Prior to the deal the Flames roster broke down like this; (click on image)

Some things jump off the page when you examine the rankings.

Sean Monahan was in a class of his own offensively. In fact he’s well ahead of his gifted winger in Johnny Gaudreau when it comes to the weightings in the Corsica WAR model, and ahead of the next grouping that would include the departed Dougie Hamilton, Matthew Tkachuk and Mark Giordano.

So why is that? In the Gaudreau/Monahan example its pucks to the net, with Monahan having a huge shot rate value and Gaudreau being closer to zero (the average NHLer). When it comes to every other offensive category they’re similar with Gaudreau drawing more penalties to prop his numbers up.

Defensively the Flames were led by Matt Stajan, something that certainly meets my eye test from last season. His shot and quality shot suppression rates were off the charts for the Flames suggesting the only thing wrong with Matt Stajan last year was his pay cheque. Next up is the maligned Troy Brouwer, who to a much lesser degree was like Stajan in not giving up that much when he was on the ice, at least compared to the average NHLer.

On the negative side you have Johnny Gaudreau at -0.81, a number made up almost entirely by his suppression numbers both of which were the team’s worst.

Other culprits included Hamilton and Sam Bennett, two players that had decent shot suppression numbers but are hammered by their penchant to take minor penalties, and Micheal Ferland who put up shot rates against similar to Gaudreau, in fact he was second worst on the team; both players well worse than their center Monahan.

The trade takes two of the team’s worst DWar players; Hamilton for his penalty totals and Ferland for his suggested lack of defensive acumen off the roster and replaces them with two players that seem to have an above average overall game.

Here’s a look at the Flames with the trades and the assumed Derek Ryan signing;

As you’d expect, the Flames lose a key player offensively in Dougie Hamilton, but then gain three of their top seven defensive players by the deal and expected signing of Derek Ryan.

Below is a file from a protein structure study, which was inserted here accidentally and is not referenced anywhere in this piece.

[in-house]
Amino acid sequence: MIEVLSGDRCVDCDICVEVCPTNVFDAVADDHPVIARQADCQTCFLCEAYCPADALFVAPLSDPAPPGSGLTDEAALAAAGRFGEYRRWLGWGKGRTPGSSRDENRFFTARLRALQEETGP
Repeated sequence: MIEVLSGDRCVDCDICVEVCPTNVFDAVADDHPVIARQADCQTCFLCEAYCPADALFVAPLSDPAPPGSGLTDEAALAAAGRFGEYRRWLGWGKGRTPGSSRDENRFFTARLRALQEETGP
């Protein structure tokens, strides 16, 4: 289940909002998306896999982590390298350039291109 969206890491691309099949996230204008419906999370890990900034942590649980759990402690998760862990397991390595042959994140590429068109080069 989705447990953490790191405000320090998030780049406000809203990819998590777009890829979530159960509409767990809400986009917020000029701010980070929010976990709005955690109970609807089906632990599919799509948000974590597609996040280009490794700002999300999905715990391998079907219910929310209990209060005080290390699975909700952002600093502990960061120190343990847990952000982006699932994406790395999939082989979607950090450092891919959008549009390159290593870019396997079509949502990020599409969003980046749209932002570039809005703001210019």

The Flames have Wins Above Replacement adds both offensively and defensively from all three players.

In fact if you look just at the traded players on last year’s statistics it’s a win for the Flames as the reduction of a player that adds a full win by himself and a player that gives 1/5 of a win away (a total loss of +.75 WAR) for two players that both contribute; Elias Lindholm isn’t that far off of Hamilton in total WAR at +0.81 and Noah Hanifin adds +.36 for a total of +1.17 WAR.

Assessing the Flames Core

And finally, lets take the model a step further and look at the Flames’ core and their warts in contributing to winning hockey games.

The Flames core up front would have to come down to five players; Sean Monahan, Johnny Gaudreau, Matthew Tkachuk, Mikael Backlund and the recently acquired Elias Lindholm.

Of this group of forwards only Lindholm and Tkachuk are holding their own defensively, while hurting the team in their own zone, Gaudreau to a fairly significant level. Mikael Backlund is somewhat surprising, but he too like Hamilton drew too many penalties last season.

On the blueline the Flames top four features an elite defenseman in Mark Giordano who literally wins +1.5 games on his own. Hanifin is number two in impact, followed by TJ Brodie at zero flat. The leak in the group is Travis Hamonic who is -0.87 War, entirely due to shooting as a negative in his offensive numbers. A look deeper into that statistic shows a lot of defensive defensemen that don’t have a lot of attack game in their arsenal.

Right This Is Supposed to be About Derek Ryan

Derek Ryan looks to be about as sound a free agent signing as there can be when you think of the stupidity that generally comes along with Canada Day.

He won’t cost a tonne, he shouldn’t get ridiculous term, and he measures up as a solid depth signing in pretty much any way you’d look at him including counting stats, possession metrics and Manny’s WAR system.

Get it done.

The Flames have taken some interesting steps forward this summer in making the team more solid defensively, and bringing better balance to their lineup.

It will be interesting to see what other changes are to come.